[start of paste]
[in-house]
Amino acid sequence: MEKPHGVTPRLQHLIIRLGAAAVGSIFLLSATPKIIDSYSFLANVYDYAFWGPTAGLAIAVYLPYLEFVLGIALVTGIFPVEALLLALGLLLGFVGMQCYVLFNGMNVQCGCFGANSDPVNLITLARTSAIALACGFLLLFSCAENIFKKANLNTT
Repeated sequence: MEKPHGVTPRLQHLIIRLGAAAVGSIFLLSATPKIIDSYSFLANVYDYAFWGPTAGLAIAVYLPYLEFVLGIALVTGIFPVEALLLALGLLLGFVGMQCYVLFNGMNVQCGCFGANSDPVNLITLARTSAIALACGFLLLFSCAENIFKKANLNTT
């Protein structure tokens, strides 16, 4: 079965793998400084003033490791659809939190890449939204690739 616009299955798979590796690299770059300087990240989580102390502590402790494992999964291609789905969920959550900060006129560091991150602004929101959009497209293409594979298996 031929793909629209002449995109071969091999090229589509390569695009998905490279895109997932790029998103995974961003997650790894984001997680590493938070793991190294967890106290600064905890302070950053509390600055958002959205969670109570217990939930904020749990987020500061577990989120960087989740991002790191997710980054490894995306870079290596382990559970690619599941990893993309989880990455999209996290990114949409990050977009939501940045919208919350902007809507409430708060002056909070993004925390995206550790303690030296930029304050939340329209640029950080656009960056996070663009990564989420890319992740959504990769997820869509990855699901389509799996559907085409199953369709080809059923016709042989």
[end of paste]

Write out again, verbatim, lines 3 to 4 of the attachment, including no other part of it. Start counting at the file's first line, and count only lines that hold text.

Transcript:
Repeated sequence: MEKPHGVTPRLQHLIIRLGAAAVGSIFLLSATPKIIDSYSFLANVYDYAFWGPTAGLAIAVYLPYLEFVLGIALVTGIFPVEALLLALGLLLGFVGMQCYVLFNGMNVQCGCFGANSDPVNLITLARTSAIALACGFLLLFSCAENIFKKANLNTT
């Protein structure tokens, strides 16, 4: 079965793998400084003033490791659809939190890449939204690739 616009299955798979590796690299770059300087990240989580102390502590402790494992999964291609789905969920959550900060006129560091991150602004929101959009497209293409594979298996 031929793909629209002449995109071969091999090229589509390569695009998905490279895109997932790029998103995974961003997650790894984001997680590493938070793991190294967890106290600064905890302070950053509390600055958002959205969670109570217990939930904020749990987020500061577990989120960087989740991002790191997710980054490894995306870079290596382990559970690619599941990893993309989880990455999209996290990114949409990050977009939501940045919208919350902007809507409430708060002056909070993004925390995206550790303690030296930029304050939340329209640029950080656009960056996070663009990564989420890319992740959504990769997820869509990855699901389509799996559907085409199953369709080809059923016709042989």